The Pentagon bureaucracy is pushing for an end to the ban on transgender troops serving openly in the armed forces, but military officials think the administration is moving too fast and running roughshod over legitimate concerns about integration.
A repeal of the ban is expected in one or two days, but there are caveats attached to the new policy, namely that a medical provider likely needs to certify a gender dysphoric individual as having been stable in their new gender identity for 18 months. This individual also needs to be without social distress or impairment for that time period, The Associated Press reports.
In exchange, these dysphoric individuals will be able to use whatever bathroom that’s associated with their new gender identity and also fit under the physical standards of that gender. For instance, if a male legally transitions to a female, he can test according to female standards. He can also live in female housing, wear female uniforms and use female bathrooms.
The administration reportedly gave them an incredibly short timeline of 45 days to draw up how they were going to implement the policy and another 45 days to actually put the plan into practice, according to anonymous officials speaking to the Associated Press. These officials reportedly asked Chairman of the Joint Chiefs of Staff Marine Gen. Joseph Dunford to communicate to Secretary of Defense Ash Carter that the military just needs more time to plan and prepare, as the existing draft policy is not nearly specific enough.
And that’s not simply an additional month. Rather, officials want to establish a panel and give that panel about a year to plan implementation. That request is unlikely to be granted.
Army Chief of Staff Gen. Mark Milley and Marine Commandant Gen. Robert Neller echoed these concerns, saying the services were given far more time to plan for the repeal of the ban on gays serving openly in the military. Plenty of time allowed the services to properly adjust.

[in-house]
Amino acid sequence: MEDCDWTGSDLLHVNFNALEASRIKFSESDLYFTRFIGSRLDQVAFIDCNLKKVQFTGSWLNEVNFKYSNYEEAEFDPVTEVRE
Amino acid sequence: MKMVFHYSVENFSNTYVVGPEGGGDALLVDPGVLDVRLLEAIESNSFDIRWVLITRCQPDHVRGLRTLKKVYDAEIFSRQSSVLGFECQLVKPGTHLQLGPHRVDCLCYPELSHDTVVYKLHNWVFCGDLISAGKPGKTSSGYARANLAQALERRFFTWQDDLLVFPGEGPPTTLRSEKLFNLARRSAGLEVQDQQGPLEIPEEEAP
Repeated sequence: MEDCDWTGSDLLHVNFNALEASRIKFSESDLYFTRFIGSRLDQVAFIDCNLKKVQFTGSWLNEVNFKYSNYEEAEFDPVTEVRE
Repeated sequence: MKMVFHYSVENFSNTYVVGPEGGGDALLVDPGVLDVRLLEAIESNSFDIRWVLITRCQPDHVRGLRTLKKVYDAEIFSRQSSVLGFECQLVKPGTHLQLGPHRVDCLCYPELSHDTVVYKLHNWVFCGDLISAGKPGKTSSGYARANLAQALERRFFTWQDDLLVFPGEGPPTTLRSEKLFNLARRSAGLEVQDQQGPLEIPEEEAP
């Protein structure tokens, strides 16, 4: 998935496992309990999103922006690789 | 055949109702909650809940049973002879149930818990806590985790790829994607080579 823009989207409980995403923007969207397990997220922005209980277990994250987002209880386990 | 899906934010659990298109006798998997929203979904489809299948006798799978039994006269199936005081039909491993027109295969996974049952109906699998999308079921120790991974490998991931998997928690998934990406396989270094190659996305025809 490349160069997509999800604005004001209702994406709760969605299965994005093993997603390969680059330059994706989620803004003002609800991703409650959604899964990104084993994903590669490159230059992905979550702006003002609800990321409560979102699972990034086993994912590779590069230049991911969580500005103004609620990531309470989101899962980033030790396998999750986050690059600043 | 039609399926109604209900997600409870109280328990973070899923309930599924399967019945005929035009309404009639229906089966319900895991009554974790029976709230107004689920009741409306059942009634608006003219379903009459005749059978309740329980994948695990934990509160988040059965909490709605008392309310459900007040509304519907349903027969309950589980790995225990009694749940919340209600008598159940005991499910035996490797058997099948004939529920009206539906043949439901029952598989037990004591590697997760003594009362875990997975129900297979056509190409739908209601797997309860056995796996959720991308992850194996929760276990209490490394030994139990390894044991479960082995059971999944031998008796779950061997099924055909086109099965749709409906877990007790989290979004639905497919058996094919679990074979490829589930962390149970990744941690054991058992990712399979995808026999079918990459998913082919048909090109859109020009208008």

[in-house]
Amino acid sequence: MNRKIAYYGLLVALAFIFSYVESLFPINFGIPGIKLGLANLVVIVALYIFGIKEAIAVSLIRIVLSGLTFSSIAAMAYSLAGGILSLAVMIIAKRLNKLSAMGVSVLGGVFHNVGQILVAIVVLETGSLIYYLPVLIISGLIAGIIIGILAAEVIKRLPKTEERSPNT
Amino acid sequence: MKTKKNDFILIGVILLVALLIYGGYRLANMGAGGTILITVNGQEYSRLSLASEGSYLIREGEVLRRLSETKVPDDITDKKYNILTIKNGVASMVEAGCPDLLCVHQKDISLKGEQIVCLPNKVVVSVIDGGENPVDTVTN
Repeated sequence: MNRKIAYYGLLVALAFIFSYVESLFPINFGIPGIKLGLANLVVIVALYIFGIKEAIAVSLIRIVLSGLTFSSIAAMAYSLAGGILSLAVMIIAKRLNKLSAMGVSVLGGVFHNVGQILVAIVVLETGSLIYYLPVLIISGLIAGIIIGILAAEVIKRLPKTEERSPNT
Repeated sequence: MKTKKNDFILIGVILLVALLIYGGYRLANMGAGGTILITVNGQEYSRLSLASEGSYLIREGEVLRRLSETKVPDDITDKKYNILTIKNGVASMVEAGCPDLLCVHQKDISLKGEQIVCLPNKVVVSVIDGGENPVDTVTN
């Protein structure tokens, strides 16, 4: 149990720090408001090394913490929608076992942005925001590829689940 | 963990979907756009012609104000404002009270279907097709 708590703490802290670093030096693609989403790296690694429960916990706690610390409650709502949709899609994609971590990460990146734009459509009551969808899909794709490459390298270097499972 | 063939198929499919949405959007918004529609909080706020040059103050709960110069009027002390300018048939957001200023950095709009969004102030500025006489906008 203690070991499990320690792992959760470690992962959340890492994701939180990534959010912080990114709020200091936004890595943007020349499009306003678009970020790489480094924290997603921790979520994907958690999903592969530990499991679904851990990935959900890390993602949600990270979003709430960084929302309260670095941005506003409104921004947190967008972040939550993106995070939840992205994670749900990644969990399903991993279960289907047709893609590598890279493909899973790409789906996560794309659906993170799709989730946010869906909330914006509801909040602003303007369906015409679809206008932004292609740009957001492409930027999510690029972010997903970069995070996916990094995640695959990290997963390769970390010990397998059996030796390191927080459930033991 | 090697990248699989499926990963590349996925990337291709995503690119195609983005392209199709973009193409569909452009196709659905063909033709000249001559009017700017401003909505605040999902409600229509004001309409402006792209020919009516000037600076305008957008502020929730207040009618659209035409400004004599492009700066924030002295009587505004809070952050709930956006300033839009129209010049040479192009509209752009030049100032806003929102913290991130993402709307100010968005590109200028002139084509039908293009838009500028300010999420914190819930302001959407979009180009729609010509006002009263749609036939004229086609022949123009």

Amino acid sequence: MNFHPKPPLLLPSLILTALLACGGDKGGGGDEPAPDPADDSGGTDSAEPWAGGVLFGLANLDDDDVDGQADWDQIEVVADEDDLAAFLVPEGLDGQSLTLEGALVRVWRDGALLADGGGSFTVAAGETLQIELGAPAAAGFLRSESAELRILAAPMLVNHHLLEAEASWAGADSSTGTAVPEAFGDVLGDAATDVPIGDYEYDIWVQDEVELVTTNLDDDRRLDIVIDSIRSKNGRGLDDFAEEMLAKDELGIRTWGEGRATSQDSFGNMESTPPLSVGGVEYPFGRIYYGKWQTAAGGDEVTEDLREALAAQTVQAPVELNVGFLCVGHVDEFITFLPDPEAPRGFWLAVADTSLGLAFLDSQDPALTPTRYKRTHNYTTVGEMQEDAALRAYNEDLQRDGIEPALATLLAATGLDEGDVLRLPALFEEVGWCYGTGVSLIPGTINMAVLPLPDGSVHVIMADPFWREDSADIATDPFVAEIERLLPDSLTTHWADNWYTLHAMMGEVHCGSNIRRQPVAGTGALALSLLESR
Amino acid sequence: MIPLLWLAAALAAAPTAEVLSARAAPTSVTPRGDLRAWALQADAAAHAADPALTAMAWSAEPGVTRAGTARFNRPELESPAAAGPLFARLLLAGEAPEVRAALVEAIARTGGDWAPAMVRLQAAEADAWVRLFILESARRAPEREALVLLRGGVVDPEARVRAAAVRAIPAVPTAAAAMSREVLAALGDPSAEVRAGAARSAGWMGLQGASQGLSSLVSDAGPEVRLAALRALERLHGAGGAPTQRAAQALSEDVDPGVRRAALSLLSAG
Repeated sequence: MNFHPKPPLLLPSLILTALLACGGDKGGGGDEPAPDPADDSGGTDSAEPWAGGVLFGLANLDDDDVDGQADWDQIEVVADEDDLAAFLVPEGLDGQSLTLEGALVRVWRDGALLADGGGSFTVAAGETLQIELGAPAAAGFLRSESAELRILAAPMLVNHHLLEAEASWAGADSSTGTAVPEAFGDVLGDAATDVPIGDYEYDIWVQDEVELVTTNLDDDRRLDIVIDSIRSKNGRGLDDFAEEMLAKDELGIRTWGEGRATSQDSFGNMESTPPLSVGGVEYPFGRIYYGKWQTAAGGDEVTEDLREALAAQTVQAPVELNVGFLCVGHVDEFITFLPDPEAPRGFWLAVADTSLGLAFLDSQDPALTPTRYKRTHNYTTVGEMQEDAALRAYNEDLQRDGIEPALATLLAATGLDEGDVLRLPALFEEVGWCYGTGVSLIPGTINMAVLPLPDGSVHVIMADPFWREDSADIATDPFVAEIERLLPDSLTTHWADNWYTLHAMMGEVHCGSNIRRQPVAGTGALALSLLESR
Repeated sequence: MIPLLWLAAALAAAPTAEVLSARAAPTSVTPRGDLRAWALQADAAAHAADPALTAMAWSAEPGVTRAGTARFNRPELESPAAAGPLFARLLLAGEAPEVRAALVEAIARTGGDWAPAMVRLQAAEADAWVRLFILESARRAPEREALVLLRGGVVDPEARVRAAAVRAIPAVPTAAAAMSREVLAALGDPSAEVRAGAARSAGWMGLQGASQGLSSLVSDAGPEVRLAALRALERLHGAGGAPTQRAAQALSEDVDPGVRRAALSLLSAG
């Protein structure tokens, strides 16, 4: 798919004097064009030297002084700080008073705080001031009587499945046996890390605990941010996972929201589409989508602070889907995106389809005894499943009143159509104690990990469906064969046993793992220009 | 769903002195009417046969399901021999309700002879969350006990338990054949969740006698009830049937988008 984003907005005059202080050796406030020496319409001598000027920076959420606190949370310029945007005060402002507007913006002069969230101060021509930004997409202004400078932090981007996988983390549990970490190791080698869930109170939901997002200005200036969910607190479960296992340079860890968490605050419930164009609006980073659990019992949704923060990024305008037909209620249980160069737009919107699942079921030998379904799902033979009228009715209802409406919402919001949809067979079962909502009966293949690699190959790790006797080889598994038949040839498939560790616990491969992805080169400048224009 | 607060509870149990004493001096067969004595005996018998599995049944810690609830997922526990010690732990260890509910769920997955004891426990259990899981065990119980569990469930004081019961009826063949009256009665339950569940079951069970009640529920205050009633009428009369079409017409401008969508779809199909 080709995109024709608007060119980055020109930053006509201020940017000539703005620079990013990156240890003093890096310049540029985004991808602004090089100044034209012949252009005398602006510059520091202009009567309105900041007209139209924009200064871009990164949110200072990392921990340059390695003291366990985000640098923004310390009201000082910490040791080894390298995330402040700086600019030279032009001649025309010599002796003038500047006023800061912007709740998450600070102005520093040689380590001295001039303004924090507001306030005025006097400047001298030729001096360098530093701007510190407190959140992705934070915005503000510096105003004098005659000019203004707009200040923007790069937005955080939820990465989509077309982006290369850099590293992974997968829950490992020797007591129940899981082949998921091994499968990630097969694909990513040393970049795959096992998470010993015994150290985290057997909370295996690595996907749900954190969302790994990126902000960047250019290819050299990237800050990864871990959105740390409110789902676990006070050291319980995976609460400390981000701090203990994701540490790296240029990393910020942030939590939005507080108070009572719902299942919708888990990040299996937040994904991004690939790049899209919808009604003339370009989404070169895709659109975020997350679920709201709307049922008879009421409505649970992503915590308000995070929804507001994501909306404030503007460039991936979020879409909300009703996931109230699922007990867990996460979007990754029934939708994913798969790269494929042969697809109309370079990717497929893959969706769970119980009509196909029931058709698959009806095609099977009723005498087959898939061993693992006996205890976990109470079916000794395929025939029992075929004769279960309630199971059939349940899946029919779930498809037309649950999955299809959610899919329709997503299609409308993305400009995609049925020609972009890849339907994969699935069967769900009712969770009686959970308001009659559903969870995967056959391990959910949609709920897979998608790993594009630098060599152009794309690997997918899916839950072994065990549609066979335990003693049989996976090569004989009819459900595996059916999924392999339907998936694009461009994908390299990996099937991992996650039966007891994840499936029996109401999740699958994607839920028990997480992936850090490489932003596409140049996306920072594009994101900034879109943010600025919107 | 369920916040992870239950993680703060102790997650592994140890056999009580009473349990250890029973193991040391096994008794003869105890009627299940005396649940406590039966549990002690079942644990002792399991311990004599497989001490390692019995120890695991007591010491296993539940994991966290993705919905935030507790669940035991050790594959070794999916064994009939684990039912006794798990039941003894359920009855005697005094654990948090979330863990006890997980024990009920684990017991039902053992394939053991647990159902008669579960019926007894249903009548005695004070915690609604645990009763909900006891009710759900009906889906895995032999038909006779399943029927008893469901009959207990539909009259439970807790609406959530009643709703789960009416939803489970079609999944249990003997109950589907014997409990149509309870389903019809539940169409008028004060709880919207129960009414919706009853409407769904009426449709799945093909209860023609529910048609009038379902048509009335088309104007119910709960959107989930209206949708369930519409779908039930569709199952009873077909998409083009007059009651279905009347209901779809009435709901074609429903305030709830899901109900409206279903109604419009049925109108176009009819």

The rapid timeline on transgender implementation follows a pattern in the Obama administration of trying to ram as much policy change through as possible before President Barack Obama leaves office. Guantanamo Bay is a prime example of an effort being pressed and pushed to fulfill Obama’s campaign promise in 2008 to shutter the facility. Integration of women into combat roles is yet another example.
Military officials are busy throwing up red flags, but Republicans in Congress have avoided the issue like the plague.
Mike Huckabee, former Republican Governor of Arkansas, has been somewhat of a lone voice in pushing back against the inclusion of transgenders in the military. In August 2015, Huckabee stated that “The military is not a social experiment. The purpose of the military is to kill people and break things.”
Also in 2015, Sen. Jim Inhofe, senior Republican on the Senate Committee on Armed Services, merely raised the thorny issue of which bathroom transgenders would use. That problem is apparently now solved.
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